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Publication numberUS7266576 B2
Publication typeGrant
Application numberUS 10/329,192
Publication dateSep 4, 2007
Filing dateDec 24, 2002
Priority dateDec 24, 2002
Fee statusPaid
Also published asUS20040122878
Publication number10329192, 329192, US 7266576 B2, US 7266576B2, US-B2-7266576, US7266576 B2, US7266576B2
InventorsRichard V. George
Original AssigneeLockheed Martin Corporation
Export CitationBiBTeX, EndNote, RefMan
External Links: USPTO, USPTO Assignment, Espacenet
Circuits and methods for implementing approximations to logarithms
US 7266576 B2
Abstract
A method for approximating a base 2 logarithm of a binary input and the circuit to implement the method are disclosed. The circuit comprises means for determining the integer portion of the logarithm, a lookup table module, a residual function module, an adder module and a register. This circuit performs the approximation in one system clock cycle time.
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Claims(13)
1. A method of approximating a base 2 logarithm of a binary input utilizing a digital circuit, the binary input comprised of a first binary number of bits, the method comprising the steps of:
partitioning the binary input into at least two partitions, each one of said at least two partitions comprised of a second binary number of bits, said second binary number being smaller than said first binary number of bits;
determining a most significant one of said at least two partitions;
determining an integer part of the approximation;
providing as input to a lookup table a binary representation of the bits in said second binary number of bits corresponding to said most significant one of said partitions;
obtaining an output from the lookup table, said output being a binary representation of a mantissa for the logarithm of base 2 of the input to the lookup table;
determining a second most significant one of said at least two partitions;
obtaining a third binary number by appending of portion of a binary representation of the bits in said second binary number of bits corresponding to the partition to the right of the second most significant one of said at least two partitions;
obtaining a residual binary output from shifting said third binary number by a shift determined by said integer portion of the base 2 logarithm of the binary input; and,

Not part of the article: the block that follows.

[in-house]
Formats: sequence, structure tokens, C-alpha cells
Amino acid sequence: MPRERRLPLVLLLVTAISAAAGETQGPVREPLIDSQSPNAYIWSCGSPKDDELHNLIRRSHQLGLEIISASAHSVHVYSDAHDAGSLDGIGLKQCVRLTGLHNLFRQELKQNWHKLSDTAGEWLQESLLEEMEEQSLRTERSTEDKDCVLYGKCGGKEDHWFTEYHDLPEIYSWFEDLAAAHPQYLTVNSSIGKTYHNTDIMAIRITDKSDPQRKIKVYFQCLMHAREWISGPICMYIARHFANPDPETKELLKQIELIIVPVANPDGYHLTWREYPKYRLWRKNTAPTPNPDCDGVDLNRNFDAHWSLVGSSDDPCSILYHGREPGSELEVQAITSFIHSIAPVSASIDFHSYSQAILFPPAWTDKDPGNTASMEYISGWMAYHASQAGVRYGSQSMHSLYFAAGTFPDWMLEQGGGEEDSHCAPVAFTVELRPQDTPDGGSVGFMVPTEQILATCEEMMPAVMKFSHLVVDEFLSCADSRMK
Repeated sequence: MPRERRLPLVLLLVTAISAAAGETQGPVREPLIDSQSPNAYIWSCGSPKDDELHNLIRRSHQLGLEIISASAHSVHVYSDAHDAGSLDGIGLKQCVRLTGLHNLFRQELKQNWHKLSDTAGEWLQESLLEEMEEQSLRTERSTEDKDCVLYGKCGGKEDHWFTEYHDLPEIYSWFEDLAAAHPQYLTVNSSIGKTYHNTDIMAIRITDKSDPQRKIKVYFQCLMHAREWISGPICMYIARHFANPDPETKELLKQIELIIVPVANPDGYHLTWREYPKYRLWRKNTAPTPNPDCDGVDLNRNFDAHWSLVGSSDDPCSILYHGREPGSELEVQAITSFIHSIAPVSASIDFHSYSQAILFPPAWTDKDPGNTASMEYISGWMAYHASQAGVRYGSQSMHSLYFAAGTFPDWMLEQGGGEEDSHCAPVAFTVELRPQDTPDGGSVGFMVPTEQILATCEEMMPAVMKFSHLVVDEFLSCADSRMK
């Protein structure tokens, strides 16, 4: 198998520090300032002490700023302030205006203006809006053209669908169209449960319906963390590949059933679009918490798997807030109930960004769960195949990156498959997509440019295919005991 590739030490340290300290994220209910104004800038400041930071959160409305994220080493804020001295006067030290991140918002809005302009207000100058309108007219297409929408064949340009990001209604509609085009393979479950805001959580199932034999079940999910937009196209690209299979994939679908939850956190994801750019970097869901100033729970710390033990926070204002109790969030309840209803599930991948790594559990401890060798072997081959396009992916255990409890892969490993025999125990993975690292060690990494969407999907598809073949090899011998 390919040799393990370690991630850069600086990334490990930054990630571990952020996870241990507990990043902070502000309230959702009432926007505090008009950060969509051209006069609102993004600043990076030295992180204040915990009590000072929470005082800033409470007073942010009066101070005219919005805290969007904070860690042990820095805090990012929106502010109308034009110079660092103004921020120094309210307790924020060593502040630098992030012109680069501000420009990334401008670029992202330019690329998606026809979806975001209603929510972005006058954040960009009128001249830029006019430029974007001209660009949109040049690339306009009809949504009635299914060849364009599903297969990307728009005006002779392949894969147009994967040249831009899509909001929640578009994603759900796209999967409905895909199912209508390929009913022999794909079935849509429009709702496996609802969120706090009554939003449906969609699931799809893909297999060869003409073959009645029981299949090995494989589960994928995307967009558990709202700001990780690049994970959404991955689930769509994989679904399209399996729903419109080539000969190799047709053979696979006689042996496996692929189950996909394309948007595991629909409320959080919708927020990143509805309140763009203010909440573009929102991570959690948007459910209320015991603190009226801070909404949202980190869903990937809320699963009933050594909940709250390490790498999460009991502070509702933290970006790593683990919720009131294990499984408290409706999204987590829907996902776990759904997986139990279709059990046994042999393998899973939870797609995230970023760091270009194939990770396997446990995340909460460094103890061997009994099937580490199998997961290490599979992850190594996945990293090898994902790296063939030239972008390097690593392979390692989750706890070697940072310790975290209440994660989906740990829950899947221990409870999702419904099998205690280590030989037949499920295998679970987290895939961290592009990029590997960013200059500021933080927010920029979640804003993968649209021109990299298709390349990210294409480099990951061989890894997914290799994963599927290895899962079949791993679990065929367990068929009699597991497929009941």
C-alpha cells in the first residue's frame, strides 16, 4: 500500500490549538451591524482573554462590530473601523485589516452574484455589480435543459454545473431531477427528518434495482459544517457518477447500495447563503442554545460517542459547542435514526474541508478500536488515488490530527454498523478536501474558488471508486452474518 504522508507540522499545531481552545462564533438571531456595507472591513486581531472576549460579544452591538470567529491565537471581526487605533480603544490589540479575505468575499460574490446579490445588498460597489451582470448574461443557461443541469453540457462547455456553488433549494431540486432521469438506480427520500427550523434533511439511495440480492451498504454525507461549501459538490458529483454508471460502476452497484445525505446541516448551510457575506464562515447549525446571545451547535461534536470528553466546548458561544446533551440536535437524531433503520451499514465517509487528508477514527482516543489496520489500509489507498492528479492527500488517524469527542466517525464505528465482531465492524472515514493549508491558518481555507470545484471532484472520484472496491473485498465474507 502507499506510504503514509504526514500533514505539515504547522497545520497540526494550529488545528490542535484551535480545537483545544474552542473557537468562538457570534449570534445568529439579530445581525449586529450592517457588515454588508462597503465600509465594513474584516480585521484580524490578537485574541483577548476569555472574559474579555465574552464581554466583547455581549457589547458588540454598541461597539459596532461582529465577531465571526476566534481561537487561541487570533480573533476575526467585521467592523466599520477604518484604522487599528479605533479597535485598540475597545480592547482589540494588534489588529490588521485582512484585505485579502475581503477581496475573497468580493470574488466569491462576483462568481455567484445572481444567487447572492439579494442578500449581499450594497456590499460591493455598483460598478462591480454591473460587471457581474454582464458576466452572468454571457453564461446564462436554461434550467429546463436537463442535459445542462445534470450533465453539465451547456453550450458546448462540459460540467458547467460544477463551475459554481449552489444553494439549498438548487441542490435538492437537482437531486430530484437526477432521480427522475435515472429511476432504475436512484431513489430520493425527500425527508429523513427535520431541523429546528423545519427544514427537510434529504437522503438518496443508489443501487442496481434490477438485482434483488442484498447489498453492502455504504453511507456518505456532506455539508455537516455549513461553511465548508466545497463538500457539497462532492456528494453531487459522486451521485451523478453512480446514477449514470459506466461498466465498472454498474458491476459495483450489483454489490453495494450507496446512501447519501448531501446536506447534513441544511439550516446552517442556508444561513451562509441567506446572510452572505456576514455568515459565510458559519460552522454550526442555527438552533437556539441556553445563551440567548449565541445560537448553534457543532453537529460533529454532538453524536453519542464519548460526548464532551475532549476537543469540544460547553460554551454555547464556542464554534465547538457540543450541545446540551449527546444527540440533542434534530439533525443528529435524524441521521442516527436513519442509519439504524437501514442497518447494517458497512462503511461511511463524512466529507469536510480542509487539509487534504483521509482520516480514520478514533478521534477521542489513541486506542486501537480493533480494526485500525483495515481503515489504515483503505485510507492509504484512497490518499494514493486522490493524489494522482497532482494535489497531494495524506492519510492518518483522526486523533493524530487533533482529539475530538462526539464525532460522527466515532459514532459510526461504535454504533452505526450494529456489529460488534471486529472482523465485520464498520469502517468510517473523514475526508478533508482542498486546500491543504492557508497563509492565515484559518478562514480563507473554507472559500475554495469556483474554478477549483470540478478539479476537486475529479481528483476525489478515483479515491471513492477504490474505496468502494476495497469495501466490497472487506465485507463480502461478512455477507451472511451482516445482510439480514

adding the residual binary output to the output from the lookup table to obtain the mantissa of the approximation to the base 2 logarithm of the binary input;
the mantissa and the integer part providing an approximation to the base 2 logarithm of the binary input;
said method a group of steps producing the lookup table output and a group of steps resulting in said residual binary output operating concurrently; and there being no dependencies between the two groups of steps;
the approximation to the base 2 logarithm of the binary input being used in a system for an application;
whereby the application is radar, a calculator or audio;
the method being implementable in hardware and requiring substantially minimal hardware computation cycles.
2. The method of claim 1 wherein the step of determining the integer part of the approximation comprises the step of:
determining from a binary representation of an indicator of placement of the most significant one of said partitions and from a binary representation of the binary bits in said second binary number of bits corresponding to said most significant one of said partitions, the integer part of the approximation.
3. The method of claim 1 wherein the first binary number of bits is 16, the partitions are comprised of nibbles, and the shift utilized in obtaining the residual binary output comprises a shift determined by bit 1 and bit 0 of the integer portion of the base 2 logarithm of the binary input.
4. The method of claim 2 wherein the first binary number of bits is 16, the partitions are comprised of nibbles, and the shift utilized in obtaining the residual binary output comprises a shift determined by bit 1 and bit 0 of the integer portion of the base 2 logarithm of the binary input.
5. A system for approximating a base 2 logarithm of a binary input, the binary input comprised of a first binary number of bits, the binary input capable of being expressed in terms of at least two partitions, said system comprising: